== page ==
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'I think the rest of the world will never see us quite the same'

America will struggle to lead even after Donald Trump is gone because he'll have left a stain on our global standing that will be difficult to remove.
French President Emmanuel Macron (L) and German Chancellor Angela Merkel (2nd L) speaks as US President Donald Trump (C) arrives next to Greek Prime Minister...

Richard Haass, president of the Council on Foreign Relations, said something in a radio interview yesterday that's worth remembering.

SiriusXM's Pete Dominick asked Haass, who used to be a preeminent voice in Republican foreign policy circles before taking over the non-partisan CFR, about how foreign officials perceive Donald Trump's presidency. Haass briefly reflected on international bewilderment before concluding:

"I think the rest of the world will never see us quite the same. I know that sounds quite strong, but if this could happen once, why couldn't it happen again?"I think the rest of the world will never put so many eggs in America's basket again. I think the rest of the world will adopt something of a hedging strategy -- because if this happened once, how do they know that there won't be elements of this again in our future?"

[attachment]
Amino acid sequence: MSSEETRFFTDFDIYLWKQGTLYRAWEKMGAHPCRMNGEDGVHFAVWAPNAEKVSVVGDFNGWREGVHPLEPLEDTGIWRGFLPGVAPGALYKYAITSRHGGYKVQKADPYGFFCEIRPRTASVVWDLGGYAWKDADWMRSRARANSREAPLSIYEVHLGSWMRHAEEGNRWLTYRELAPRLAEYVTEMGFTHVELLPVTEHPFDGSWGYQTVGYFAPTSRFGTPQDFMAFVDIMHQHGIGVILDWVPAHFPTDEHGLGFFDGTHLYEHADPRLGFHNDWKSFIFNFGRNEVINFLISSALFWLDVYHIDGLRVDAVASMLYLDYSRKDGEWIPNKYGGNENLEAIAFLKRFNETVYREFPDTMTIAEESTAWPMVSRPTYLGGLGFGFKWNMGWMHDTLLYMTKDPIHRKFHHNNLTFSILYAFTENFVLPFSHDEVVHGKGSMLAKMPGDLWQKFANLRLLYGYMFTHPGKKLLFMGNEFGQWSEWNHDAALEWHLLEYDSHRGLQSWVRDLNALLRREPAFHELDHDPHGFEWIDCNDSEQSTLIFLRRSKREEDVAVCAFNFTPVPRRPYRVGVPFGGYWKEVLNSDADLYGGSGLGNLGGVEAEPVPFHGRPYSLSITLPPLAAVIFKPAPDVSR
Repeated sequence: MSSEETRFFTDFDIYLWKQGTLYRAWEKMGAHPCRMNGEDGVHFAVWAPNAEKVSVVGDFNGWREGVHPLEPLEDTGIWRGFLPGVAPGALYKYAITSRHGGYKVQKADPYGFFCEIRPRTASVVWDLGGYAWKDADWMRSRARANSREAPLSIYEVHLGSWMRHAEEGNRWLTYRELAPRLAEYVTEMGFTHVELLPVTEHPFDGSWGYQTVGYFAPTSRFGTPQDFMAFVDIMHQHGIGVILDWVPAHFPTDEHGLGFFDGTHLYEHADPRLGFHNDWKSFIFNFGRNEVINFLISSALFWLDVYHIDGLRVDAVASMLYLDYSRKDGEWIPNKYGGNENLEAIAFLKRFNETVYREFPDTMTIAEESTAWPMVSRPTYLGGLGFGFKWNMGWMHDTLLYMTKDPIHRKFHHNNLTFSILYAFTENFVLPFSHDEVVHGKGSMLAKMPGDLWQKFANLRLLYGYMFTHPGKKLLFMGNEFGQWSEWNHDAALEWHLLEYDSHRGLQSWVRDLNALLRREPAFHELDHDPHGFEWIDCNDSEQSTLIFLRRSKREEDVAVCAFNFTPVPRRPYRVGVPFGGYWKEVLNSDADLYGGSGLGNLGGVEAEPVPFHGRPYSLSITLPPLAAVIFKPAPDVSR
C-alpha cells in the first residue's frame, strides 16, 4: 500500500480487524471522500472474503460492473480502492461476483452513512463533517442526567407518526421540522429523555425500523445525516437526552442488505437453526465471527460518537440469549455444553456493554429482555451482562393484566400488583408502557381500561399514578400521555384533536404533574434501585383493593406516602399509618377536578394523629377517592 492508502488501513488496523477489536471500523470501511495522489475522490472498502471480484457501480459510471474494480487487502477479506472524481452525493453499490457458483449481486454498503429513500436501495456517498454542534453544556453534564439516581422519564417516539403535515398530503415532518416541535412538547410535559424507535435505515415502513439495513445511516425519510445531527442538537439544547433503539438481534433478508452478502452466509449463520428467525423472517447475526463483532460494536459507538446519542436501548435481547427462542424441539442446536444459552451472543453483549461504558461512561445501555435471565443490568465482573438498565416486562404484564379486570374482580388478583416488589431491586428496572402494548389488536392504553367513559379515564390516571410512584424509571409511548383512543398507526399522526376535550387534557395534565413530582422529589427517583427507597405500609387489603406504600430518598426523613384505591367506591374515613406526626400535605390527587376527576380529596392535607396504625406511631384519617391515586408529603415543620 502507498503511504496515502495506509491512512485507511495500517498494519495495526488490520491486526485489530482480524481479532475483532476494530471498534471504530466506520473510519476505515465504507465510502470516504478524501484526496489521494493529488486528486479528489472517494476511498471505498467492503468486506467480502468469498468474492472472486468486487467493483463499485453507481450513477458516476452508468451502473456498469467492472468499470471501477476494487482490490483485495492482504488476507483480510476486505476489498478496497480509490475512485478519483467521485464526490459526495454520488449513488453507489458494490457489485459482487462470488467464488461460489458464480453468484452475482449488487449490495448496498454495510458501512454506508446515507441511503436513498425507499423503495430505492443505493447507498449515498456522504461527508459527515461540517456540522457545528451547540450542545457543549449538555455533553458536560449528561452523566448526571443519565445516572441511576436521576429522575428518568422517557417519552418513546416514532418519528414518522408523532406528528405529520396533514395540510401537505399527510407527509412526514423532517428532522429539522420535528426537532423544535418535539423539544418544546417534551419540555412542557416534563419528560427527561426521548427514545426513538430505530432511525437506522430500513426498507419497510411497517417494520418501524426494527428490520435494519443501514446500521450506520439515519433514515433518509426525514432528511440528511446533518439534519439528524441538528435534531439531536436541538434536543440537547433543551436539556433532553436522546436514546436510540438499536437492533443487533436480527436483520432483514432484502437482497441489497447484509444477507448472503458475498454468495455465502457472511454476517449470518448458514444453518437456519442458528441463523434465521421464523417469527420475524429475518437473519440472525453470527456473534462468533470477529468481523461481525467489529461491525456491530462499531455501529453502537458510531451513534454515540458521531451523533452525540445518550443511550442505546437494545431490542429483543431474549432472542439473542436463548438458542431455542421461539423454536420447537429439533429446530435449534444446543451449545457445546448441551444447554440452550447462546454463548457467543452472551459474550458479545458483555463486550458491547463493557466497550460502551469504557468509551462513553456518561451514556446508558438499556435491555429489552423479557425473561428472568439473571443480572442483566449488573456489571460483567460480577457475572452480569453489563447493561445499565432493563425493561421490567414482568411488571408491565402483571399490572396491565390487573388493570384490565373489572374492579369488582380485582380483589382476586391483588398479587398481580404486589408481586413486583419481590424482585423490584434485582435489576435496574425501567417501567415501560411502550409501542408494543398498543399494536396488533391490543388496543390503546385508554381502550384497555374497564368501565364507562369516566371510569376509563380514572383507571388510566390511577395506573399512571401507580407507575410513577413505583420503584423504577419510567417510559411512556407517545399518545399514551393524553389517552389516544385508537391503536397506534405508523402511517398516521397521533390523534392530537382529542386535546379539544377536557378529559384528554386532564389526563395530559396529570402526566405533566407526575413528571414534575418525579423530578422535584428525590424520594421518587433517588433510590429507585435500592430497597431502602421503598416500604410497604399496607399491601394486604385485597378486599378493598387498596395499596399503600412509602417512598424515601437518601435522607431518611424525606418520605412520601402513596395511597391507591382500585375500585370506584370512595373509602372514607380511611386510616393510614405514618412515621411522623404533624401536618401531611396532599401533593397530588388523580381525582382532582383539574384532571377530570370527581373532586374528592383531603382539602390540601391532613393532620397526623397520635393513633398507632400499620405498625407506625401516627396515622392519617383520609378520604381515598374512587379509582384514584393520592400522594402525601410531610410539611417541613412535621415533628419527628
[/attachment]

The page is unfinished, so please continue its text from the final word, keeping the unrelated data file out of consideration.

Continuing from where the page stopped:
This struck a chord with me, because I think about it all the time.

As we discussed last summer, after Trump announced his rejection of the Paris climate accords, this presidency will end, perhaps in three years, at which point many Americans and their new president will turn to the world and declare with pride, "Don't worry, Trump is gone. The fluke is over. You can trust us again. The United States is back and the American president can lead the free world anew."

But at that point, many around the world will probably choose not to listen. They'll realize that the United States is capable of electing someone like Trump to the nation's highest office, and there's no guarantee that Americans won't make a similar decision again in the future. People around the globe will have no way of knowing when the electorate might elect someone else of Trump's ilk.

And with that lack of confidence comes consequences.

When Trump's successors, for example, try to reach international agreements, and make promises to our partners about the United States honoring its commitments, foreign officials will know that a Trump-like figure might come along, take office, and decide to betray those commitments.

America will struggle to lead because Trump will have left a stain on our global standing that will be difficult to remove. We'll want to regain the trust we had earned from much of the world, but how long that might take is unclear.